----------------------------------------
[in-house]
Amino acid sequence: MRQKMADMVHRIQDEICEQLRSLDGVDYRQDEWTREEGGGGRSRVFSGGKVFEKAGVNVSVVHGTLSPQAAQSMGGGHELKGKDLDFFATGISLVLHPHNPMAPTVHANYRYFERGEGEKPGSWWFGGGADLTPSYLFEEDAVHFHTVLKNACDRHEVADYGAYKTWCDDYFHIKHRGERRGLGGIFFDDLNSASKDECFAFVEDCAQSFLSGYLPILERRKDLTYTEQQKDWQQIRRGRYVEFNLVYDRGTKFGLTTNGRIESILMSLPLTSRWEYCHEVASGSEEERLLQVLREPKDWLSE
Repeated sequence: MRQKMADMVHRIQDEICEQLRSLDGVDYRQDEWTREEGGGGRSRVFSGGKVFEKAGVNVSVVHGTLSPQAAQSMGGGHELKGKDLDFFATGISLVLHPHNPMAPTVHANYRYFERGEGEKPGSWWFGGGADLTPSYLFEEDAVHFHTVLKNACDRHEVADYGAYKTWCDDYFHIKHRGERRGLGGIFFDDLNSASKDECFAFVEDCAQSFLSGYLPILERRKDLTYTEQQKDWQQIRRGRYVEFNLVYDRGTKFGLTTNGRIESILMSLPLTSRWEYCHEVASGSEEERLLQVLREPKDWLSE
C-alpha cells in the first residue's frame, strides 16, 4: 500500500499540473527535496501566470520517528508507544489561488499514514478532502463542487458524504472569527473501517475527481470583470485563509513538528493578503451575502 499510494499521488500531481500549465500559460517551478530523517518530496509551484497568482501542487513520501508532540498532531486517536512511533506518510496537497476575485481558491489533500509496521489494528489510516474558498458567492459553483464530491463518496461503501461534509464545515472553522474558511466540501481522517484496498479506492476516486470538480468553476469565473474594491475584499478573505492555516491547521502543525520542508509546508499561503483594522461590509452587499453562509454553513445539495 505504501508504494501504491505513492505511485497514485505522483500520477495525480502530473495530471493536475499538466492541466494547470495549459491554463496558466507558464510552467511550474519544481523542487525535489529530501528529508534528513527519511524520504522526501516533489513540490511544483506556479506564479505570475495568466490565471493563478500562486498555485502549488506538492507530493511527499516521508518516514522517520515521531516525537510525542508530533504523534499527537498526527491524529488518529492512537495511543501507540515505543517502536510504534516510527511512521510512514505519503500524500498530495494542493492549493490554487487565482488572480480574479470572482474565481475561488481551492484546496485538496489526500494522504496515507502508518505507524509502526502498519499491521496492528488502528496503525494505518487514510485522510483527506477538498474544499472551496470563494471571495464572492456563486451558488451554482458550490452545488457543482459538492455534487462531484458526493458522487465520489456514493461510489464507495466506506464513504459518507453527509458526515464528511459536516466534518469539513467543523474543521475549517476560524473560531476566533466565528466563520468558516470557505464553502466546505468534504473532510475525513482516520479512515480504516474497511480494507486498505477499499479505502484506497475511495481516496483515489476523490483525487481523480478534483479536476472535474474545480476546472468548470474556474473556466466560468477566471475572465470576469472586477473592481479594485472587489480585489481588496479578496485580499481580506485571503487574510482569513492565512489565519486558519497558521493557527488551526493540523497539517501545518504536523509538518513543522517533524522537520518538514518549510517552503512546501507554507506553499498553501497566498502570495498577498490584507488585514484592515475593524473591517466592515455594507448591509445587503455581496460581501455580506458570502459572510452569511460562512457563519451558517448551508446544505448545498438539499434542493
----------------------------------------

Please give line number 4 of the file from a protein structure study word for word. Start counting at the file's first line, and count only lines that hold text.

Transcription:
C-alpha cells in the first residue's frame, strides 16, 4: 500500500499540473527535496501566470520517528508507544489561488499514514478532502463542487458524504472569527473501517475527481470583470485563509513538528493578503451575502 499510494499521488500531481500549465500559460517551478530523517518530496509551484497568482501542487513520501508532540498532531486517536512511533506518510496537497476575485481558491489533500509496521489494528489510516474558498458567492459553483464530491463518496461503501461534509464545515472553522474558511466540501481522517484496498479506492476516486470538480468553476469565473474594491475584499478573505492555516491547521502543525520542508509546508499561503483594522461590509452587499453562509454553513445539495 505504501508504494501504491505513492505511485497514485505522483500520477495525480502530473495530471493536475499538466492541466494547470495549459491554463496558466507558464510552467511550474519544481523542487525535489529530501528529508534528513527519511524520504522526501516533489513540490511544483506556479506564479505570475495568466490565471493563478500562486498555485502549488506538492507530493511527499516521508518516514522517520515521531516525537510525542508530533504523534499527537498526527491524529488518529492512537495511543501507540515505543517502536510504534516510527511512521510512514505519503500524500498530495494542493492549493490554487487565482488572480480574479470572482474565481475561488481551492484546496485538496489526500494522504496515507502508518505507524509502526502498519499491521496492528488502528496503525494505518487514510485522510483527506477538498474544499472551496470563494471571495464572492456563486451558488451554482458550490452545488457543482459538492455534487462531484458526493458522487465520489456514493461510489464507495466506506464513504459518507453527509458526515464528511459536516466534518469539513467543523474543521475549517476560524473560531476566533466565528466563520468558516470557505464553502466546505468534504473532510475525513482516520479512515480504516474497511480494507486498505477499499479505502484506497475511495481516496483515489476523490483525487481523480478534483479536476472535474474545480476546472468548470474556474473556466466560468477566471475572465470576469472586477473592481479594485472587489480585489481588496479578496485580499481580506485571503487574510482569513492565512489565519486558519497558521493557527488551526493540523497539517501545518504536523509538518513543522517533524522537520518538514518549510517552503512546501507554507506553499498553501497566498502570495498577498490584507488585514484592515475593524473591517466592515455594507448591509445587503455581496460581501455580506458570502459572510452569511460562512457563519451558517448551508446544505448545498438539499434542493